When unrelated fossils have similar traits, evolutionary paleontologists twist, shove and stuff them into Darwin’s theory with an all-purpose tool called convergence.It wasn’t supposed to work this way. Animals were supposed to diverge as they evolved. Branches on real trees do that. In neo-Darwinism, the branch tips in Darwin’s image of a branching tree should get farther apart the more they evolve, because neither branch knows what the other one is doing. But the real world is full of counter-examples, where unrelated animals end up becoming very similar. Even more often, fossils exhibit “mosaics” of traits from different branches, or from “stem” (early) or “crown” (mature) members of a single branch. It’s all very confusing to Mr. Darwin, so his disciples invented a trick to keep from getting their story falsified. It’s called convergence, and here’s how it works. (Note: Not being Darwinians, we will dispute inclusion in the occasional first-person plural pronouns.)The Weird FishColin Barras at New Scientist introduces his fossil with a warning: “Weird fish fossil changes the story of how we moved onto land” [Who’s we, Paleface?]. If you thought the story of tetrapod evolution from fishy ancestors was all wrapped up, the wrapping just came off.The evolutionary story we have written [Who’s we, Paleface?] to explain our ancestors’ move from sea to land may need a rethink. A fossil fish from this era has been discovered with several of the features of land animals – yet it was only distantly related to them.Roughly 360 million years ago, one group of lobe-finned fish began evolving into four-legged, land-living animals that resulted in reptiles, amphibians and mammals like us. [Who’s us, Paleface?]Notice first that he calls it an evolutionary “story” – not a scientific discovery. The long-stable account of how lobe-finned fish moved onto land just got unstabilized by a Chinese fossil given the name Hongyu chowi.But when the researchers tried to fit H. chowi into the existing evolutionary tree, it didn’t fit easily.That’s because in some respects, H. chowi looks like an ancient predatory fish called rhizodonts. These are thought to have branched off from lobe-finned fish long before the group gave rise to four-legged land animals.Very well, then. Time to bring in the all-purpose tool called convergence. It works like a vise, cramming the fossil into Darwin’s box whether it wants to fit or not. (Jargonwocky note: Sometimes this is called “independent evolution” or “parallel evolution”).This implies one of two things, the researchers say. The first possibility is that H. chowi is some sort of rhizodont that independently evolved the shoulders and gill cover supports of a four-legged animal.Alternatively, the rhizodonts may be more closely related to the four-legged animals and the elpistostegids than we thought. But this would also imply a certain amount of independent evolution of similar features, because the rhizodonts would then sit between two groups that have many features in common – features the two groups would have had to evolve independently.It implies no such thing, but in Darwinland, everything must fit.The Flying Jurassic Early SquirrelEvolutionists found another misfit: a Jurassic flying squirrel. Trouble is, it’s in the wrong group. It’s not a therian (placental) mammal, and it’s not a marsupial mammal either (that’s another severe case of convergent evolution). This is a “stem mammal” called an eleutherodontid, that is supposed to be earlier than both later groups and not as evolved, but behold: it already was a glider! Plus, it had tooth rows “convergent” with bats, and other specialized traits that weren’t supposed to evolve till later. Writing in Nature, the authors from University of Chicago and University of Beijing seem surprised: “Here we report a new Jurassic eleutherodontid mammaliaform with an unusual mosaic of highly specialized characteristics,” they say, yet they continue to claim they have “New evidence for mammaliaform ear evolution and feeding adaptation in a Jurassic ecosystem.” Whatever it was, it evolved!The inferred dietary adaptation of eleutherodontid gliders represents a remarkable evolutionary convergence with herbivorous gliders in Theria. These Jurassic fossils represent volant [flying], herbivorous [plant-eating] stem mammaliaforms associated with pre-angiosperm plants that appear long before the later, iterative associations between angiosperm plants and volant herbivores in various therian clades.How can this be? Well, the Bearded Buddha was experimenting.The unique mosaic of characters related to tooth replacements and the middle ear of eleutherodonts adds to growing evidence of complex transformations of mammalian characteristics. Their complex dentitions and occlusal patterns are probably adapted for omnivory and herbivory, showing that the volant and herbivorous lifestyle, previously known only in therian gliders, was also part of mammaliaform evolutionary experimentation during the Jurassic.Shameless Plug for ConvergenceBaleen whales are champions of filter feeding with baleen instead of teeth. Long before they appeared on the evolutionary timeline, though, a marine reptile, unrelated to mammals, already had come up with a similar feeding strategy. Phys.org‘s coverage of a plesiosaur that evolved filter feeding puts convergence right in the headline: “Plesiosaur fossil found 33 years ago yields new convergent evolution findings.” All other marine reptiles used their teeth for biting, but Morturneria had interdigitating teeth that allowed them to catch krill, much like baleen whales do. So how did that happen? Bring out the all-purpose Darwin rescue tool:The identification of Morturneria’s whale-like filter feeding is a startling case of convergent evolution between reptiles and mammals. Plesiosaurs and whales shared many of the intervening steps in the evolution of this feeding style and their extreme morphologies are similar despite arising from different ancestors.[Sankar] Chatterjee stresses convergent evolution does not imply Morturneria was in any way related to today’s baleen whales; it just means they both evolved the same way.“They had adopted similar lifestyle and feeding,” he said. “For example, birds and bats fly, but birds are now considered dinosaurs [according to whom, Paleface?] and bats are mammals. These superficial similarities of lifestyles and behavior are called ‘convergent evolution.’” [by whom, Paleface?]Giving something a name is not the same as explaining it. Physicist Lee Spetner spoke about “convergent evolution” for ID the Future, commenting that “convergent evolution is even more improbable than evolution itself” (see Evolution News). Spetner presents an alternative, the Non-Random Evolutionary Hypothesis, which proposes “evidently purposeful evolution as a response to environmental and other stresses.” But then, if it is non-random, such adaptability must have been pre-programmed into organisms—i.e., intelligently designed.Convergence is an essential ingredient in Darwin Flubber. Don’t let the Darwin Party get away it. “Convergent evolution” is simply an empty phrase, a cover for ignorance, a rescue device to avoid falsification. Multiple independent similar adaptations are not proof of evolution in action: they are the opposite of what Darwin predicted. Some convergences in nature are so precise, it takes an expert to identify them (see the “Convergence Concoction” page by Brett Miller).If the Creator pre-programmed organisms with the ability to respond to environmental changes, or to use similar strategies for similar needs, that’s a design feature, not luck. The former is the kind of programming that goes into fault-tolerant systems. It represents intelligent design at a high level. The latter is an example of modular design (see Living Waters for examples of multiple unrelated animals that use magnetic navigation, for instance). Darwinians, by contrast, would rather believe animals won the lottery multiple times when they see finely-tuned, successful creatures with similar designs than to reject their Buddha’s teachings. What better proof of design could there be than similarities between unrelated organisms? What better disproof of blind, unguided evolution could there be than convergence everywhere? Don’t be fooled. Evolutionists get away with this in the media because they are totalitarian bigots, not allowing any criticism or debate. They know that once legitimate debate is allowed, they would be laughed off the stage in disgrace. Bring it on.(Visited 514 times, 1 visits today)FacebookTwitterPinterestSave分享0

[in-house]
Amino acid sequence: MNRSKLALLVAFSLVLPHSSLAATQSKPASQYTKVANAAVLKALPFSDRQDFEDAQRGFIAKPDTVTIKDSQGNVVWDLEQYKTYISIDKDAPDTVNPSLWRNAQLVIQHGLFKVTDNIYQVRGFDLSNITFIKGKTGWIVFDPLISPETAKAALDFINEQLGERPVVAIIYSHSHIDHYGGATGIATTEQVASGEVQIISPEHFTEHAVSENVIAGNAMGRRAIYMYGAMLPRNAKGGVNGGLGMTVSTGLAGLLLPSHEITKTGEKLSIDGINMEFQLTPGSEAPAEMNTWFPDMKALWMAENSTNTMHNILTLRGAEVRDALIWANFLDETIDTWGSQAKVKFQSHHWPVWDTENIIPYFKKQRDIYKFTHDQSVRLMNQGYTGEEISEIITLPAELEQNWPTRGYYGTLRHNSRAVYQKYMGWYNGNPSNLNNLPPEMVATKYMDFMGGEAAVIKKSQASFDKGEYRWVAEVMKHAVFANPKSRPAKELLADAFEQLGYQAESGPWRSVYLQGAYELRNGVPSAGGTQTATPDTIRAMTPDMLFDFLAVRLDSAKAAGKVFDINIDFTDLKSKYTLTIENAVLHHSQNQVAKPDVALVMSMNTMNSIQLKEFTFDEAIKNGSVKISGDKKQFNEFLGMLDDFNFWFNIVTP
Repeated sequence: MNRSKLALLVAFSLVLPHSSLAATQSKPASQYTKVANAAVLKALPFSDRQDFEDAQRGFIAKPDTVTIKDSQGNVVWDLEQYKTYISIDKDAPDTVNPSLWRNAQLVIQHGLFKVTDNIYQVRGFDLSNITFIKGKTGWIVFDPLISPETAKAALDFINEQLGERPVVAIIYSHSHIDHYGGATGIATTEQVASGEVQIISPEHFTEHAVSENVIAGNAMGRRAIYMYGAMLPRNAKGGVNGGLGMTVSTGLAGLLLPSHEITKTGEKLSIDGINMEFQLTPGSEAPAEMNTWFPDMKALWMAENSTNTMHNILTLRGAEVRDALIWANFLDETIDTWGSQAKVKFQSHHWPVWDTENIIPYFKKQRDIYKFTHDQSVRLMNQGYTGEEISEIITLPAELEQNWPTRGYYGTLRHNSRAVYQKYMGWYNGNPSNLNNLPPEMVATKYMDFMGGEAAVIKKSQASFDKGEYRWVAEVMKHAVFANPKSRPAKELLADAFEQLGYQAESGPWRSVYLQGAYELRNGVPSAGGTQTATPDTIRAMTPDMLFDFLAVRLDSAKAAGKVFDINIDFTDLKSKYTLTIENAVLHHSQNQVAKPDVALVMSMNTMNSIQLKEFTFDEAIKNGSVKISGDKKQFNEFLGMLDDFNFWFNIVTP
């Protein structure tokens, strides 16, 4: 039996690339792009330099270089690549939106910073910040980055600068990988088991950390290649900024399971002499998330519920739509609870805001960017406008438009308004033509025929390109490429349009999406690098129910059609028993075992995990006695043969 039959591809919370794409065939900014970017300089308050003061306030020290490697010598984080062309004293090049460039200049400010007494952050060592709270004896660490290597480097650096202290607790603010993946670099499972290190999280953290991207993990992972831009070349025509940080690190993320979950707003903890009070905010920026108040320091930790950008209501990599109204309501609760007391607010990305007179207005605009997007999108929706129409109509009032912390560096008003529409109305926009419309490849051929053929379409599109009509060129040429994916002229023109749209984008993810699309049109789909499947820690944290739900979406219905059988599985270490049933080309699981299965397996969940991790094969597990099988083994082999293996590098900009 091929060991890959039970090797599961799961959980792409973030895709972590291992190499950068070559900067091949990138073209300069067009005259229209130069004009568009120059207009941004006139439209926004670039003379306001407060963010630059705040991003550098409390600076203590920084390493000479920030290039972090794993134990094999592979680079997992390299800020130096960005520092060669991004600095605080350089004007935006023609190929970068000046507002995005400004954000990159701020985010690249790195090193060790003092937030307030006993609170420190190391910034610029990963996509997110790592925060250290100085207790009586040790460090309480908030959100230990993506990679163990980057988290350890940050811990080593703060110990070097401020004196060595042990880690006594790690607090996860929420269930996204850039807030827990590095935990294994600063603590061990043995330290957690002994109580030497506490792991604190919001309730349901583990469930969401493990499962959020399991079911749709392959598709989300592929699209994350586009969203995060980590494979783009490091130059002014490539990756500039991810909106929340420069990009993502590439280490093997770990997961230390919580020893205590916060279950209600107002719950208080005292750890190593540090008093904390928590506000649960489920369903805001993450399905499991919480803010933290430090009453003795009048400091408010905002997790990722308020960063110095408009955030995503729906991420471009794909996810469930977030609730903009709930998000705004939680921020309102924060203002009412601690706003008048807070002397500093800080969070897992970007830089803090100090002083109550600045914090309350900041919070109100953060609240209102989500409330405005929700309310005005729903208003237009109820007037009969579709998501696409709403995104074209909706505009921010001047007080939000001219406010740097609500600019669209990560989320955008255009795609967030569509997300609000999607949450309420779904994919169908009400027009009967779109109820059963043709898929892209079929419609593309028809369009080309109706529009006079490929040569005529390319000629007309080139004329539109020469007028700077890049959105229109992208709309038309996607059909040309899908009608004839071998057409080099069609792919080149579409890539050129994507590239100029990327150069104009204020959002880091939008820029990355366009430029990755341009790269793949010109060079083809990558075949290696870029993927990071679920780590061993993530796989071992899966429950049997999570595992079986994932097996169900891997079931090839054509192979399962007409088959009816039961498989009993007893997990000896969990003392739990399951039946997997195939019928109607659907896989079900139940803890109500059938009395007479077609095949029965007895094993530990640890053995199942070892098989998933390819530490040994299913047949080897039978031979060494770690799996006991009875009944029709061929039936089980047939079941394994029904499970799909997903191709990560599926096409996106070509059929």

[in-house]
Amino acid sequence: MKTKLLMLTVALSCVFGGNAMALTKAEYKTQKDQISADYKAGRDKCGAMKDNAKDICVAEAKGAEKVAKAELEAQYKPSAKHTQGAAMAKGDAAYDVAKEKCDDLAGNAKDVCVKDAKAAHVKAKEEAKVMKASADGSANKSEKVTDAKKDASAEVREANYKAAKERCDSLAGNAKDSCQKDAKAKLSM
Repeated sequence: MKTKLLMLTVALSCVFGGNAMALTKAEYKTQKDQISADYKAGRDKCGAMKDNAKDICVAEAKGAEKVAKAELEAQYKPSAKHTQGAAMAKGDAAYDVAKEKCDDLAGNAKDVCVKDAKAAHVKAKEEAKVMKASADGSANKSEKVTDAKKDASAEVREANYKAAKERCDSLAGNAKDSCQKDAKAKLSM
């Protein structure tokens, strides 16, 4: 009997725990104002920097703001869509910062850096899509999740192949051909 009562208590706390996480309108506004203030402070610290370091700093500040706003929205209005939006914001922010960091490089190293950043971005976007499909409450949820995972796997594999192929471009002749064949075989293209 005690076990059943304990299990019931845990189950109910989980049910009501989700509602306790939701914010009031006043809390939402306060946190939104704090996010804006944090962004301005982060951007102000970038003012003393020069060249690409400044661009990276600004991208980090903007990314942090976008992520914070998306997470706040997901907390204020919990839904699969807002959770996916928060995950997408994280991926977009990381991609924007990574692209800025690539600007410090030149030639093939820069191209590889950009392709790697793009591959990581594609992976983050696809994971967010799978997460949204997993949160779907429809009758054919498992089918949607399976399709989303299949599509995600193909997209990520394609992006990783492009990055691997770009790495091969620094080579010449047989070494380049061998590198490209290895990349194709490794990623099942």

Top Reasons to Go With Managed WordPress Hosting Why Tech Companies Need Simpler Terms of Servic… Related Posts A Web Developer’s New Best Friend is the AI Wai… klint finley Tags:#cloud#security The number of available IPv4 addresses is expected to run out in less than a year, as we’ve reported before. The proliferation of mobile devices and sensors, all of which use IP addresses, is depleting the total number available. Organizations need to migrate to the newer IPv6 standard to avoid running out of these critical points in the network.The National Institute of Standards and Technology (NIST) has issued a free 188 page report to help guide managers, network engineers, transition teams and others working on IPv6 deployments. The report explains IPv6, covers IPv6 security issues, explains how to deploy dual IPv4/IPv6 environments and more.NIST developed this guide to assist the Office of Management and Budget with its IPv6 deployment, which required Federal Information Security Management Act (FISMA) compliance. The report is designed for federal agencies, but will become helpful to private sector organizations seeking a comprehensive migration guide.According to an announcement from FIST, some of the security issues organizations may face while deploying IPv6 include “fending off attackers that have more experience than an organization in the early stages of IPv6 deployment and the difficulty of detecting unknown or unauthorized IPv6 assets on existing IPv4 production networks.”To learn more about IPv6, visit IPv6 Act Now.Photo by thesaint 8 Best WordPress Hosting Solutions on the Market
A 23-year-old man, beaten up by a mob of cow vigilantes in Kishangarh Bas area of Rajasthan’s Alwar district on suspicion of smuggling cattle, was referred in a serious condition to the Sawai Man Singh Government Hospital here on Monday. He was allegedly taking cows in a pick-up van to Haryana through a village on Sunday, when he was roughed up.Sagir Khan, a resident of Haryana’s Mirzapur village, and his friend Mushtaq were taking four cows and two bullocks in the van, when their vehicle stalled at Bagheri Khurd village in the early hours. An irate mob which gathered beat up Sagir, while Mushtaq managed to flee.